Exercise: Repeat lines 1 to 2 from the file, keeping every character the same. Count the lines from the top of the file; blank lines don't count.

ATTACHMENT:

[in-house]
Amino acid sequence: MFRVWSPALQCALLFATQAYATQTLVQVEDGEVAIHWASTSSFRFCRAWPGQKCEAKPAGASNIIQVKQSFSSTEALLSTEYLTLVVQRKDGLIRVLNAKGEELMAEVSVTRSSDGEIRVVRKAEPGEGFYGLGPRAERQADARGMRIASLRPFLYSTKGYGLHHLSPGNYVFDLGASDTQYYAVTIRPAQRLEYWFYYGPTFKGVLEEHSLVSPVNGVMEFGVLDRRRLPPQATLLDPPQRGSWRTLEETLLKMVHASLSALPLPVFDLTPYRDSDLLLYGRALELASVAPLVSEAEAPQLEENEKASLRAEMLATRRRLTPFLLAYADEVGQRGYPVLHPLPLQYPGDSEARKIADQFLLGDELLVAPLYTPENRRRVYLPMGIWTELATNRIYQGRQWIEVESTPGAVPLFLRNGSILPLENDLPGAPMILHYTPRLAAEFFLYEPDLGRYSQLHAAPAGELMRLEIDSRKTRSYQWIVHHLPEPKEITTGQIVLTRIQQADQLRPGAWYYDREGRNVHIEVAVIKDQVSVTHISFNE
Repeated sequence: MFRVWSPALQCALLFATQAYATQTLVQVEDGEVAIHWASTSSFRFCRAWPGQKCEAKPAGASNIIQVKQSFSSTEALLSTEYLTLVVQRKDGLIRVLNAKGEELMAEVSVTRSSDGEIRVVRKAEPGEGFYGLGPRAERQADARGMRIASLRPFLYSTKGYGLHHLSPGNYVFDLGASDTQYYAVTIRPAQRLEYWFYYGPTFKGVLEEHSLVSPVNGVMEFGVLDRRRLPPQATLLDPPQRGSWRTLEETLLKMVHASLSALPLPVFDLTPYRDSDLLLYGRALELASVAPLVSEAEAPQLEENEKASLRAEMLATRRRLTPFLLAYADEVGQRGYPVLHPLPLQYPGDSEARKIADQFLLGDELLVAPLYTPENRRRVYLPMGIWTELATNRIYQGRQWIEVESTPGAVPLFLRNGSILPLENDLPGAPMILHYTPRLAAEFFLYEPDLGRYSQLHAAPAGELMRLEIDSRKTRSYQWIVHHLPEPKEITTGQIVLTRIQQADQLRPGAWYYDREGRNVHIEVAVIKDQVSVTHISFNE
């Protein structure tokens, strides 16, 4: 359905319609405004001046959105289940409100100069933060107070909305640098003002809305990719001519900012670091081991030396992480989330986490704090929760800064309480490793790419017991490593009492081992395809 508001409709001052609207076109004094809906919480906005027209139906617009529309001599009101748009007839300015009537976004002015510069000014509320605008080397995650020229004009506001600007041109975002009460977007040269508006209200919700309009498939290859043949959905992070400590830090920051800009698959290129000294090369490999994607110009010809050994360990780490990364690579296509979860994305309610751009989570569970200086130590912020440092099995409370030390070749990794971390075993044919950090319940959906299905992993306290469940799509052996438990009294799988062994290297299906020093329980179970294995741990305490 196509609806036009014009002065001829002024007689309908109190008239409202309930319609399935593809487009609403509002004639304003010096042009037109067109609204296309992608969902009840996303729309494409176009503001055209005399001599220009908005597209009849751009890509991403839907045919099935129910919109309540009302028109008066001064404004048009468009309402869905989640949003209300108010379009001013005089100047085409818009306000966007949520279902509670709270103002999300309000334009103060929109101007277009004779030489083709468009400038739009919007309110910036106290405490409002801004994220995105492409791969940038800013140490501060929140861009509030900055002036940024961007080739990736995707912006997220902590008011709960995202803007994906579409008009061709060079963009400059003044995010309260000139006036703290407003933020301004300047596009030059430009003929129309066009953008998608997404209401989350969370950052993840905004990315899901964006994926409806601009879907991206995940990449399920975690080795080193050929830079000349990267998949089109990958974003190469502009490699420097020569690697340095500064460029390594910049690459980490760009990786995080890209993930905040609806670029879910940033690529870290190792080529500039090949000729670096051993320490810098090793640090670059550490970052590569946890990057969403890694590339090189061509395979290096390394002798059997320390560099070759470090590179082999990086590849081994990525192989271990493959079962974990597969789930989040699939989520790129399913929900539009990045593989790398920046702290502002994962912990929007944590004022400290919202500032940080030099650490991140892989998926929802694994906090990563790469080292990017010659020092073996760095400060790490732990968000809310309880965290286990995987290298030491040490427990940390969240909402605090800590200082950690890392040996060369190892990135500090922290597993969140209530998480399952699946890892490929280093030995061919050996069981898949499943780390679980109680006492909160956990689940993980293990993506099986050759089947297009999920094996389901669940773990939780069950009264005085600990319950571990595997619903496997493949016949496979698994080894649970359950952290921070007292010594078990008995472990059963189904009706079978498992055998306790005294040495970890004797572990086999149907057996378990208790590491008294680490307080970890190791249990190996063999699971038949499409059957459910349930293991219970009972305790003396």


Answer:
[in-house]
Amino acid sequence: MFRVWSPALQCALLFATQAYATQTLVQVEDGEVAIHWASTSSFRFCRAWPGQKCEAKPAGASNIIQVKQSFSSTEALLSTEYLTLVVQRKDGLIRVLNAKGEELMAEVSVTRSSDGEIRVVRKAEPGEGFYGLGPRAERQADARGMRIASLRPFLYSTKGYGLHHLSPGNYVFDLGASDTQYYAVTIRPAQRLEYWFYYGPTFKGVLEEHSLVSPVNGVMEFGVLDRRRLPPQATLLDPPQRGSWRTLEETLLKMVHASLSALPLPVFDLTPYRDSDLLLYGRALELASVAPLVSEAEAPQLEENEKASLRAEMLATRRRLTPFLLAYADEVGQRGYPVLHPLPLQYPGDSEARKIADQFLLGDELLVAPLYTPENRRRVYLPMGIWTELATNRIYQGRQWIEVESTPGAVPLFLRNGSILPLENDLPGAPMILHYTPRLAAEFFLYEPDLGRYSQLHAAPAGELMRLEIDSRKTRSYQWIVHHLPEPKEITTGQIVLTRIQQADQLRPGAWYYDREGRNVHIEVAVIKDQVSVTHISFNE